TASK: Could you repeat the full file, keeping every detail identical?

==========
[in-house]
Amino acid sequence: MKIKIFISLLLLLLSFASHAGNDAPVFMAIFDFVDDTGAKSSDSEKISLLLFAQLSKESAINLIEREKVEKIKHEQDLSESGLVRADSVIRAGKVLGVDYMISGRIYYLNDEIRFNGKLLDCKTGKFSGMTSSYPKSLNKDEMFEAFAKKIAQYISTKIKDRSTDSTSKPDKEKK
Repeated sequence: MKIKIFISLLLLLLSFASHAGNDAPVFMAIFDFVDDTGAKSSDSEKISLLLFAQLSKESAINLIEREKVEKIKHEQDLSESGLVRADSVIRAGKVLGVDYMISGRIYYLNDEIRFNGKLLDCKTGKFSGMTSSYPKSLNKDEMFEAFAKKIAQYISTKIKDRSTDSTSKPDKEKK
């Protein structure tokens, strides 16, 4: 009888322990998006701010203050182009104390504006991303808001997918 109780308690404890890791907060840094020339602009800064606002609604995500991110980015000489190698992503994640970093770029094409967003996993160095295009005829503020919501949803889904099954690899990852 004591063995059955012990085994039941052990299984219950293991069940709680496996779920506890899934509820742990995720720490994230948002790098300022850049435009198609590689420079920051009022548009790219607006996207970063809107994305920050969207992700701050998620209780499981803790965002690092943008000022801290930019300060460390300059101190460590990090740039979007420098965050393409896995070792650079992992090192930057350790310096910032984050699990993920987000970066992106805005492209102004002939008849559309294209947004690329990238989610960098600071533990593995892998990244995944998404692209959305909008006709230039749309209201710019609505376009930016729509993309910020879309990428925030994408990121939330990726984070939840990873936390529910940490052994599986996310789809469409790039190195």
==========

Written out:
[in-house]
Amino acid sequence: MKIKIFISLLLLLLSFASHAGNDAPVFMAIFDFVDDTGAKSSDSEKISLLLFAQLSKESAINLIEREKVEKIKHEQDLSESGLVRADSVIRAGKVLGVDYMISGRIYYLNDEIRFNGKLLDCKTGKFSGMTSSYPKSLNKDEMFEAFAKKIAQYISTKIKDRSTDSTSKPDKEKK
Repeated sequence: MKIKIFISLLLLLLSFASHAGNDAPVFMAIFDFVDDTGAKSSDSEKISLLLFAQLSKESAINLIEREKVEKIKHEQDLSESGLVRADSVIRAGKVLGVDYMISGRIYYLNDEIRFNGKLLDCKTGKFSGMTSSYPKSLNKDEMFEAFAKKIAQYISTKIKDRSTDSTSKPDKEKK
């Protein structure tokens, strides 16, 4: 009888322990998006701010203050182009104390504006991303808001997918 109780308690404890890791907060840094020339602009800064606002609604995500991110980015000489190698992503994640970093770029094409967003996993160095295009005829503020919501949803889904099954690899990852 004591063995059955012990085994039941052990299984219950293991069940709680496996779920506890899934509820742990995720720490994230948002790098300022850049435009198609590689420079920051009022548009790219607006996207970063809107994305920050969207992700701050998620209780499981803790965002690092943008000022801290930019300060460390300059101190460590990090740039979007420098965050393409896995070792650079992992090192930057350790310096910032984050699990993920987000970066992106805005492209102004002939008849559309294209947004690329990238989610960098600071533990593995892998990244995944998404692209959305909008006709230039749309209201710019609505376009930016729509993309910020879309990428925030994408990121939330990726984070939840990873936390529910940490052994599986996310789809469409790039190195």